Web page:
Sam Bankman-Fried has pleaded not guilty to US criminal charges in connection with the dramatic implosion of FTX, the crypto exchange he founded.
Bankman-Fried entered the plea in a Manhattan federal court on Tuesday, just weeks after his December 13 arrest in the Bahamas at the request of US federal prosecutors. The former FTX chief was subsequently extradited to the US to face the charges and released on $250mn bond.
The eight charges against Bankman-Fried include wire fraud, conspiracy to commit commodities and securities fraud, conspiracy to commit money laundering, and campaign finance violations.
The catastrophic collapse of his crypto trading shop FTX — once valued at $32bn — has sent shockwaves through the crypto industry and potentially caused losses for as many as 1mn creditors in its Chapter 11 bankruptcy proceedings. Damian Williams, US attorney for the Southern District of New York, has described the alleged crimes as “one of the biggest financial frauds in American history”.
“The case and its wider fallout has certainly boosted regulatory activity, but we need much more scrutiny, not just from the US but from global market regulators before crypto markets can be viewed as safe for ordinary investors,” said Carol Alexander, professor of finance at the University of Sussex.
Bankman-Fried is also facing a civil case brought by the Securities and Exchange Commission, which last month accused the former FTX chief of defrauding investors who pumped $1.8bn into the company since its founding in 2019. The Commodity Futures Trading Commission also brought claims against Bankman-Fried, FTX and its trading affiliate Alameda Research for fraud and material misrepresentations.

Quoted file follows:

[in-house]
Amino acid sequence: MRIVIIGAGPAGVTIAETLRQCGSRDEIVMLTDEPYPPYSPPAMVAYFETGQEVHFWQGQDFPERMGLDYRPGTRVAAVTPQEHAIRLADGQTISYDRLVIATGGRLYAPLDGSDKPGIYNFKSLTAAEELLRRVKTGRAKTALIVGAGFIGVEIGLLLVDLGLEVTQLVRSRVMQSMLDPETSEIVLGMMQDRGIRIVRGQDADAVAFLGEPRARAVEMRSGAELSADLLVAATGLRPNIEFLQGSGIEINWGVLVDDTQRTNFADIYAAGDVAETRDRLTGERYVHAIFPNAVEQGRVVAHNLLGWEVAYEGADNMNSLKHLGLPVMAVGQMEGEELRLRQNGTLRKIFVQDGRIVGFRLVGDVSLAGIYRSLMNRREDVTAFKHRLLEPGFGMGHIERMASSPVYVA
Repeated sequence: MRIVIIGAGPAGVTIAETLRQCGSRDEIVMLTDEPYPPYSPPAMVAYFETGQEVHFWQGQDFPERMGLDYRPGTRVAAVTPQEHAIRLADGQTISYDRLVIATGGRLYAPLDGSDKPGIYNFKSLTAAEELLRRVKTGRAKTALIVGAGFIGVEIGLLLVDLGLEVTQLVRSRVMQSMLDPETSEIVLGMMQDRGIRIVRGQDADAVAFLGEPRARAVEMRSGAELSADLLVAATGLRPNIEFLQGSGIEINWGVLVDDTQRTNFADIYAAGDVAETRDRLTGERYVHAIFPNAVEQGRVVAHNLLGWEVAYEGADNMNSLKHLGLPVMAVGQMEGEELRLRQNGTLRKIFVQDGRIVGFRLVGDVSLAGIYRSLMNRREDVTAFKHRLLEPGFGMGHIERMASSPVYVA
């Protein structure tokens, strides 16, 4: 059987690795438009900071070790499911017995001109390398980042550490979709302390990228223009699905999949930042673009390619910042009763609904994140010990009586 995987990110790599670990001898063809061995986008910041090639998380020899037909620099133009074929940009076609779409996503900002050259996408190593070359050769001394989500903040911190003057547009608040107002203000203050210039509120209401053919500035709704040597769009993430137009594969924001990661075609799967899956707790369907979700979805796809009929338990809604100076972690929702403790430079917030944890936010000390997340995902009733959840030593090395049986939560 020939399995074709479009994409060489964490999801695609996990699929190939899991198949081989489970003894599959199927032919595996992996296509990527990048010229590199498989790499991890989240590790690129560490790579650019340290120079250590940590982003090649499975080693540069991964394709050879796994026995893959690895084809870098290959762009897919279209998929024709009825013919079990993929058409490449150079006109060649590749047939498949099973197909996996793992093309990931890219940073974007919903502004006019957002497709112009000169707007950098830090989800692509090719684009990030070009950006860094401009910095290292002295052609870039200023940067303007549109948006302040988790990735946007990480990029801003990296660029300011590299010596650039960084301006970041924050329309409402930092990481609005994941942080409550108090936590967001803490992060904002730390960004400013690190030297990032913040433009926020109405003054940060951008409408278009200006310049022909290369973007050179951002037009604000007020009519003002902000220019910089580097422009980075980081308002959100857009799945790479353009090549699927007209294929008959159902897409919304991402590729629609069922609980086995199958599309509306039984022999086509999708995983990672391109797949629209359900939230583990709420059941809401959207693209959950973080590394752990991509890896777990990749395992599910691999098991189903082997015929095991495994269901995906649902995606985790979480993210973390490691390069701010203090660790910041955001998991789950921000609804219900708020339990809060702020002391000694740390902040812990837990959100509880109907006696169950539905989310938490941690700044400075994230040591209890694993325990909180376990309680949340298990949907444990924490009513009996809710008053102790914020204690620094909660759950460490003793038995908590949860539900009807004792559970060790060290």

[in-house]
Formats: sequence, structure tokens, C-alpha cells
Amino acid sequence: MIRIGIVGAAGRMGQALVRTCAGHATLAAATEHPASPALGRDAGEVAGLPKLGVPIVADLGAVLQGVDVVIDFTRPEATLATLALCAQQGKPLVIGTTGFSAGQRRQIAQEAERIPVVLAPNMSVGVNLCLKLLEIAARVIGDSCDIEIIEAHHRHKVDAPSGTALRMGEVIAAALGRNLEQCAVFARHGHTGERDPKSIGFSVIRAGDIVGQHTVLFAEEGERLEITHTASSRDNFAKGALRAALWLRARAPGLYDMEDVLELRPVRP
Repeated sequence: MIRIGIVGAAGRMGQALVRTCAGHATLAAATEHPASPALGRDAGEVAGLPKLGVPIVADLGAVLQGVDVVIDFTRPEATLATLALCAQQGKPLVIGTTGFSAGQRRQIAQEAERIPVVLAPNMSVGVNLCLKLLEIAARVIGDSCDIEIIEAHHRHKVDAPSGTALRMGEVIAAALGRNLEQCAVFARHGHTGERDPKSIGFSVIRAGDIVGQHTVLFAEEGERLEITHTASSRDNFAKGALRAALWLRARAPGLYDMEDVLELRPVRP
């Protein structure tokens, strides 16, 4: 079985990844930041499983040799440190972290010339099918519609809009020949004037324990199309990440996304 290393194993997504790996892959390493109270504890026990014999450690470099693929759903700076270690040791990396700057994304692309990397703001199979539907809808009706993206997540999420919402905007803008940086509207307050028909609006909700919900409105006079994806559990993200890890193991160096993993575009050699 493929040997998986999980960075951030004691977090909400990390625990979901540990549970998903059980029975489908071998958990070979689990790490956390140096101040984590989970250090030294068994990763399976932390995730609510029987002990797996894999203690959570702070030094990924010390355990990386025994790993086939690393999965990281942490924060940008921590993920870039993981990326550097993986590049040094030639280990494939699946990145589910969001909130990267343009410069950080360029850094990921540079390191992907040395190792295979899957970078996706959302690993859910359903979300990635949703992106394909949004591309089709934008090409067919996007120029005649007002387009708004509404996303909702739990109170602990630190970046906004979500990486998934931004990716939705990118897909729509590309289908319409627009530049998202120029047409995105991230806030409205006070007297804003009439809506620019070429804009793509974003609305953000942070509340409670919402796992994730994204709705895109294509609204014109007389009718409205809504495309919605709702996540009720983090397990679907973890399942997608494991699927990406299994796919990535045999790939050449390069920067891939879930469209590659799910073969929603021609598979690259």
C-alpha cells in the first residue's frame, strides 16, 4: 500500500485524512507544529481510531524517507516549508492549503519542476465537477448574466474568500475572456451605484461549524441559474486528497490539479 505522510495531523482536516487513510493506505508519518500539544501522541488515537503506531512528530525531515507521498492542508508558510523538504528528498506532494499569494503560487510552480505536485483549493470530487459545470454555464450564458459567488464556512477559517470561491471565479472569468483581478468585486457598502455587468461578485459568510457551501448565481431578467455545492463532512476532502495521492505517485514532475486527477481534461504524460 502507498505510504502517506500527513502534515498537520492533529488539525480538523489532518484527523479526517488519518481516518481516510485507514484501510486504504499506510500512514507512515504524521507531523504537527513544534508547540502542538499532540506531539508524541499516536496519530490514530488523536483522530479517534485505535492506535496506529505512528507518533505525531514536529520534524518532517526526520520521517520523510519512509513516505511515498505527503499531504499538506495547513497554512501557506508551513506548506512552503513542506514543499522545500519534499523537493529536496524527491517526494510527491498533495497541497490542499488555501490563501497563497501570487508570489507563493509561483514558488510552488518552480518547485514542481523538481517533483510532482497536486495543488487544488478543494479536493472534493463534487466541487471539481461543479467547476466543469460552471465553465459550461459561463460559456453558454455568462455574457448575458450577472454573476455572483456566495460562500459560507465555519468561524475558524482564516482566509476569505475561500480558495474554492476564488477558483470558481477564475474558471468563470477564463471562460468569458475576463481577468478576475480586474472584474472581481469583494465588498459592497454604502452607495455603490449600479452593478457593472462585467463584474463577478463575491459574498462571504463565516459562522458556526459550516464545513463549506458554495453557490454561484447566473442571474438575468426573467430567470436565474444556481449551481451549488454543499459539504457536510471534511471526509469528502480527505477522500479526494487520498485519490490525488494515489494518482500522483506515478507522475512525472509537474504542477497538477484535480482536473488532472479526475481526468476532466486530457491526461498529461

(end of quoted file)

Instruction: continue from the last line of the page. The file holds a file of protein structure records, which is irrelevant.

“We allege that Sam Bankman-Fried built a house of cards on a foundation of deception while telling investors that it was one of the safest buildings in crypto”, SEC chair Gary Gensler said at the time.
Bankman-Fried’s plea also comes shortly after several of his former top associates at FTX entered guilty pleas last month.
Caroline Ellison, former chief executive of Alameda Research, and Zixiao “Gary” Wang, a co-founder of FTX, both pleaded guilty to fraud last month and have agreed to co-operate with US authorities. Ilan Graff, a lawyer for Wang, said at the time that he had “accepted responsibility for his actions and takes seriously his obligations as a co-operating witness”.
Peter Fox, a partner at Scoolidge, Peters, Russotti & Fox, said Bankman-Fried’s not guilty plea was “not very surprising since it seems unlikely that prosecutors have offered him much, if any, leniency in exchange for a guilty plea. It’s not clear that the prosecutors would want co-operation — which is often a principal motivating factor for plea offers — from Bankman-Fried, because Bankman-Fried is almost certainly their top target in this investigation.”